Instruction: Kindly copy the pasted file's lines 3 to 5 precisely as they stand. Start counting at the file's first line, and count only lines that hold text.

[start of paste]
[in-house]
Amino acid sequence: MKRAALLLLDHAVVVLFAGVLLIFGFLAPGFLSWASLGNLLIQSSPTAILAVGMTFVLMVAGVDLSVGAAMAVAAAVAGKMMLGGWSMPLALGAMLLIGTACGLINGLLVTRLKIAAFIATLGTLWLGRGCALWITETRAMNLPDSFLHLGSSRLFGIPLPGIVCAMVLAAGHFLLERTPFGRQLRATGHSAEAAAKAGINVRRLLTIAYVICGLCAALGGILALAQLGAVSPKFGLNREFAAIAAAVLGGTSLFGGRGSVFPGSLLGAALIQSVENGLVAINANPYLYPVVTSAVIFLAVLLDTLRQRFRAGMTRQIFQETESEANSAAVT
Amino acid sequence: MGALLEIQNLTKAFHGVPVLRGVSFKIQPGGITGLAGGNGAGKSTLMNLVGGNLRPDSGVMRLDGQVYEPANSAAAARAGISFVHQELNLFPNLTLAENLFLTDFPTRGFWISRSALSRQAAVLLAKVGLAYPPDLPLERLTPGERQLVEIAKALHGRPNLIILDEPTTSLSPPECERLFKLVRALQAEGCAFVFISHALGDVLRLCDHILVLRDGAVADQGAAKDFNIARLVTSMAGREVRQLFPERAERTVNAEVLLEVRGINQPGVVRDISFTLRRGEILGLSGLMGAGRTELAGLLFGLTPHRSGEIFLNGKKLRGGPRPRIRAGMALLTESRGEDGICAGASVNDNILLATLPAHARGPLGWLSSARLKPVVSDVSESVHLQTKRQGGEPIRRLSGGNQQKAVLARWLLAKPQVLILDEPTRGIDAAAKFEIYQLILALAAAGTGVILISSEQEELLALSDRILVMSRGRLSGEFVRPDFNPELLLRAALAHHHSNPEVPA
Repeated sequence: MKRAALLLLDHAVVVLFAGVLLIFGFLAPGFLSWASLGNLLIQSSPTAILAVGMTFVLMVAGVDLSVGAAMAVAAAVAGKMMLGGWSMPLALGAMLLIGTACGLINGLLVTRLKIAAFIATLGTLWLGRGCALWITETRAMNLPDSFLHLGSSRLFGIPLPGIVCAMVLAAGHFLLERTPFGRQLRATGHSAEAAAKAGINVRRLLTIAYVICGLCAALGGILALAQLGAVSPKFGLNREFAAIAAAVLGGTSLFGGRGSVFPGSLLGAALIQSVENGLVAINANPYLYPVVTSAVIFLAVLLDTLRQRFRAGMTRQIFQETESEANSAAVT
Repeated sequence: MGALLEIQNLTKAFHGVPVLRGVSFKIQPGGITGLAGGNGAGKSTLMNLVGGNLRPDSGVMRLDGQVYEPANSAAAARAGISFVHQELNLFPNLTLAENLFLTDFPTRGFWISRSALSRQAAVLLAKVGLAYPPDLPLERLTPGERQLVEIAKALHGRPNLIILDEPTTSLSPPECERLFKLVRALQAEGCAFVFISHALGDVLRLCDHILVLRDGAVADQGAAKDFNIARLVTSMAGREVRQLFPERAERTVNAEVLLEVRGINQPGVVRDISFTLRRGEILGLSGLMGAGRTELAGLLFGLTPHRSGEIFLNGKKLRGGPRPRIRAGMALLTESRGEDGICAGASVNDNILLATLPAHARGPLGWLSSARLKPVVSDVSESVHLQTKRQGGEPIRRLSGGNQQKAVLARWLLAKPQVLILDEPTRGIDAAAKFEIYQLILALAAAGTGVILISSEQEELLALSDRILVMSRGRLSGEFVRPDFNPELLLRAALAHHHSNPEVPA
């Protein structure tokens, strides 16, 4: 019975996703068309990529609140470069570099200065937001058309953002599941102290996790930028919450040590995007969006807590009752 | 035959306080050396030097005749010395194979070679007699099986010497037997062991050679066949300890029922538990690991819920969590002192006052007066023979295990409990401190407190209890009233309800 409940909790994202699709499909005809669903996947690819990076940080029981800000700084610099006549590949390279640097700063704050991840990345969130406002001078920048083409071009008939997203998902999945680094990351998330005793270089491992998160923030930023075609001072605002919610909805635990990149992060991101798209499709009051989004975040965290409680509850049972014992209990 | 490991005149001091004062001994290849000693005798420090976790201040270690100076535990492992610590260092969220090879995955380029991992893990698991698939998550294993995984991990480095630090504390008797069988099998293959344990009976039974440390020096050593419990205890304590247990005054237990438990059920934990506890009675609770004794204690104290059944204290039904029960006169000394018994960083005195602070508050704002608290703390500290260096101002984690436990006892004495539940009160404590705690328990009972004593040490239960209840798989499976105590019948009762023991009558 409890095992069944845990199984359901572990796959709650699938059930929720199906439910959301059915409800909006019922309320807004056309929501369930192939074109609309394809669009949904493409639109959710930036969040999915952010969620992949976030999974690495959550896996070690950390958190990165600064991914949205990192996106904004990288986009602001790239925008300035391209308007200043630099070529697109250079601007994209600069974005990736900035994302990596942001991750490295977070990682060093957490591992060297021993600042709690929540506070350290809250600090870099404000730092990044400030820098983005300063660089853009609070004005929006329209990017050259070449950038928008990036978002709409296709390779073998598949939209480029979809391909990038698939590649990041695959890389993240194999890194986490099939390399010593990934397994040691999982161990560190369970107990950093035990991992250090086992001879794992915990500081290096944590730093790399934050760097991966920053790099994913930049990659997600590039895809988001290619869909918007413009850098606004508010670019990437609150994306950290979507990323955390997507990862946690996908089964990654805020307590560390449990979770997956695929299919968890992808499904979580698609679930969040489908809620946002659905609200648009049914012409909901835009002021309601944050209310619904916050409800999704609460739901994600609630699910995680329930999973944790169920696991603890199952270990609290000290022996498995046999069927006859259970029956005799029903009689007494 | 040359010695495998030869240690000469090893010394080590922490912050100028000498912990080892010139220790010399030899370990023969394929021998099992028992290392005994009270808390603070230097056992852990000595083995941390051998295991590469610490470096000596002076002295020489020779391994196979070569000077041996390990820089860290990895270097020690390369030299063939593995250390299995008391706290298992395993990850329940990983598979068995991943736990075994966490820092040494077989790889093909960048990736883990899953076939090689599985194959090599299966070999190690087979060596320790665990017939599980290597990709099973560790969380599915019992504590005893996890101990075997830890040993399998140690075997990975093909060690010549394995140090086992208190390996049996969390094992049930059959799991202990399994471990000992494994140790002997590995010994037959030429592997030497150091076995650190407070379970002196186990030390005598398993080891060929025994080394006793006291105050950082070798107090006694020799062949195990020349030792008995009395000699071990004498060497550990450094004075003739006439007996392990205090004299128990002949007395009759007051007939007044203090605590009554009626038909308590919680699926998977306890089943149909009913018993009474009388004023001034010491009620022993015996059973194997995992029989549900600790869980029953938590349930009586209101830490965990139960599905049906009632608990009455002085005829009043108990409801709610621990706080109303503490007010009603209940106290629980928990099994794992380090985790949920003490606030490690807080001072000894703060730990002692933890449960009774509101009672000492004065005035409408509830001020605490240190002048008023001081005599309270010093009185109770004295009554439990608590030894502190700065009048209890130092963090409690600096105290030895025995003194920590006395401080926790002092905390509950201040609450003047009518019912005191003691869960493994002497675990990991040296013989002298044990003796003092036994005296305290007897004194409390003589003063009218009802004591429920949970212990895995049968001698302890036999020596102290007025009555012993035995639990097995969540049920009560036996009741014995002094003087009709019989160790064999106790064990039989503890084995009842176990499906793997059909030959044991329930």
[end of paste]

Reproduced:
Amino acid sequence: MGALLEIQNLTKAFHGVPVLRGVSFKIQPGGITGLAGGNGAGKSTLMNLVGGNLRPDSGVMRLDGQVYEPANSAAAARAGISFVHQELNLFPNLTLAENLFLTDFPTRGFWISRSALSRQAAVLLAKVGLAYPPDLPLERLTPGERQLVEIAKALHGRPNLIILDEPTTSLSPPECERLFKLVRALQAEGCAFVFISHALGDVLRLCDHILVLRDGAVADQGAAKDFNIARLVTSMAGREVRQLFPERAERTVNAEVLLEVRGINQPGVVRDISFTLRRGEILGLSGLMGAGRTELAGLLFGLTPHRSGEIFLNGKKLRGGPRPRIRAGMALLTESRGEDGICAGASVNDNILLATLPAHARGPLGWLSSARLKPVVSDVSESVHLQTKRQGGEPIRRLSGGNQQKAVLARWLLAKPQVLILDEPTRGIDAAAKFEIYQLILALAAAGTGVILISSEQEELLALSDRILVMSRGRLSGEFVRPDFNPELLLRAALAHHHSNPEVPA
Repeated sequence: MKRAALLLLDHAVVVLFAGVLLIFGFLAPGFLSWASLGNLLIQSSPTAILAVGMTFVLMVAGVDLSVGAAMAVAAAVAGKMMLGGWSMPLALGAMLLIGTACGLINGLLVTRLKIAAFIATLGTLWLGRGCALWITETRAMNLPDSFLHLGSSRLFGIPLPGIVCAMVLAAGHFLLERTPFGRQLRATGHSAEAAAKAGINVRRLLTIAYVICGLCAALGGILALAQLGAVSPKFGLNREFAAIAAAVLGGTSLFGGRGSVFPGSLLGAALIQSVENGLVAINANPYLYPVVTSAVIFLAVLLDTLRQRFRAGMTRQIFQETESEANSAAVT
Repeated sequence: MGALLEIQNLTKAFHGVPVLRGVSFKIQPGGITGLAGGNGAGKSTLMNLVGGNLRPDSGVMRLDGQVYEPANSAAAARAGISFVHQELNLFPNLTLAENLFLTDFPTRGFWISRSALSRQAAVLLAKVGLAYPPDLPLERLTPGERQLVEIAKALHGRPNLIILDEPTTSLSPPECERLFKLVRALQAEGCAFVFISHALGDVLRLCDHILVLRDGAVADQGAAKDFNIARLVTSMAGREVRQLFPERAERTVNAEVLLEVRGINQPGVVRDISFTLRRGEILGLSGLMGAGRTELAGLLFGLTPHRSGEIFLNGKKLRGGPRPRIRAGMALLTESRGEDGICAGASVNDNILLATLPAHARGPLGWLSSARLKPVVSDVSESVHLQTKRQGGEPIRRLSGGNQQKAVLARWLLAKPQVLILDEPTRGIDAAAKFEIYQLILALAAAGTGVILISSEQEELLALSDRILVMSRGRLSGEFVRPDFNPELLLRAALAHHHSNPEVPA